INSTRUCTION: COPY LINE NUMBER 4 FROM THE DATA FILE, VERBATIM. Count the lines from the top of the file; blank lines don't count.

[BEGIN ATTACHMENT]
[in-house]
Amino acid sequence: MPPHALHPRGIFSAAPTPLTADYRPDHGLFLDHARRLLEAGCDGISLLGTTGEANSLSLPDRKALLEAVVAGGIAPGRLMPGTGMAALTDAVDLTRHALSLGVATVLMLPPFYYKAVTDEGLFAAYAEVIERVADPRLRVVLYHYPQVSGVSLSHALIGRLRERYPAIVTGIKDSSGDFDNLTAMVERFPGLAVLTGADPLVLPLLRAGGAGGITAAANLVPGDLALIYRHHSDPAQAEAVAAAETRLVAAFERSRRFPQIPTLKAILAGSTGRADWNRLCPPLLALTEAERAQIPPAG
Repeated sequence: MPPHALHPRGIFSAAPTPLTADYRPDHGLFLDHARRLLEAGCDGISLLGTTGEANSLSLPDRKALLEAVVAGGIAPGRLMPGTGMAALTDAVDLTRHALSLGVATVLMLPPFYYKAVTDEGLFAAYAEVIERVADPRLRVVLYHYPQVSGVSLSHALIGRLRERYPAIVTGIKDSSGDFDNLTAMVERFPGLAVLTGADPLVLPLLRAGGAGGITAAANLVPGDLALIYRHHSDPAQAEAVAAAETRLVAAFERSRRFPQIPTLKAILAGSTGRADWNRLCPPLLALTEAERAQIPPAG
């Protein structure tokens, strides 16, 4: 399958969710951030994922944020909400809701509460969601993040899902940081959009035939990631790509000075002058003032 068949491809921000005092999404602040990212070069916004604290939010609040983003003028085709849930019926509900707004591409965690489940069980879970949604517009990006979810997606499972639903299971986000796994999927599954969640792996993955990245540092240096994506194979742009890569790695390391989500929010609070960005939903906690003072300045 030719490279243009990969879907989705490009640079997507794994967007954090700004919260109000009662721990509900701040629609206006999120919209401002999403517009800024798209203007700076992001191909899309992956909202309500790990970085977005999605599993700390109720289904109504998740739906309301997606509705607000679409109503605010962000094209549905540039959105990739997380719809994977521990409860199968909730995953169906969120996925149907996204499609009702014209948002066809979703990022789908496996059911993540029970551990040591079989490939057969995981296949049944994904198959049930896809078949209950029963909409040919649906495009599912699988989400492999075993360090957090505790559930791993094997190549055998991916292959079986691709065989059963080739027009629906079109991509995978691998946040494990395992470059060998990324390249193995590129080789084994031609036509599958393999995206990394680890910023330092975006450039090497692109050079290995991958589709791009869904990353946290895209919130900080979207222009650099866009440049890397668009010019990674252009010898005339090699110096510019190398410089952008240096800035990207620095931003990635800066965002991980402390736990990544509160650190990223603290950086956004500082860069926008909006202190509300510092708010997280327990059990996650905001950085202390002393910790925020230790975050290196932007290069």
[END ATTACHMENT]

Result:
């Protein structure tokens, strides 16, 4: 399958969710951030994922944020909400809701509460969601993040899902940081959009035939990631790509000075002058003032 068949491809921000005092999404602040990212070069916004604290939010609040983003003028085709849930019926509900707004591409965690489940069980879970949604517009990006979810997606499972639903299971986000796994999927599954969640792996993955990245540092240096994506194979742009890569790695390391989500929010609070960005939903906690003072300045 030719490279243009990969879907989705490009640079997507794994967007954090700004919260109000009662721990509900701040629609206006999120919209401002999403517009800024798209203007700076992001191909899309992956909202309500790990970085977005999605599993700390109720289904109504998740739906309301997606509705607000679409109503605010962000094209549905540039959105990739997380719809994977521990409860199968909730995953169906969120996925149907996204499609009702014209948002066809979703990022789908496996059911993540029970551990040591079989490939057969995981296949049944994904198959049930896809078949209950029963909409040919649906495009599912699988989400492999075993360090957090505790559930791993094997190549055998991916292959079986691709065989059963080739027009629906079109991509995978691998946040494990395992470059060998990324390249193995590129080789084994031609036509599958393999995206990394680890910023330092975006450039090497692109050079290995991958589709791009869904990353946290895209919130900080979207222009650099866009440049890397668009010019990674252009010898005339090699110096510019190398410089952008240096800035990207620095931003990635800066965002991980402390736990990544509160650190990223603290950086956004500082860069926008909006202190509300510092708010997280327990059990996650905001950085202390002393910790925020230790975050290196932007290069």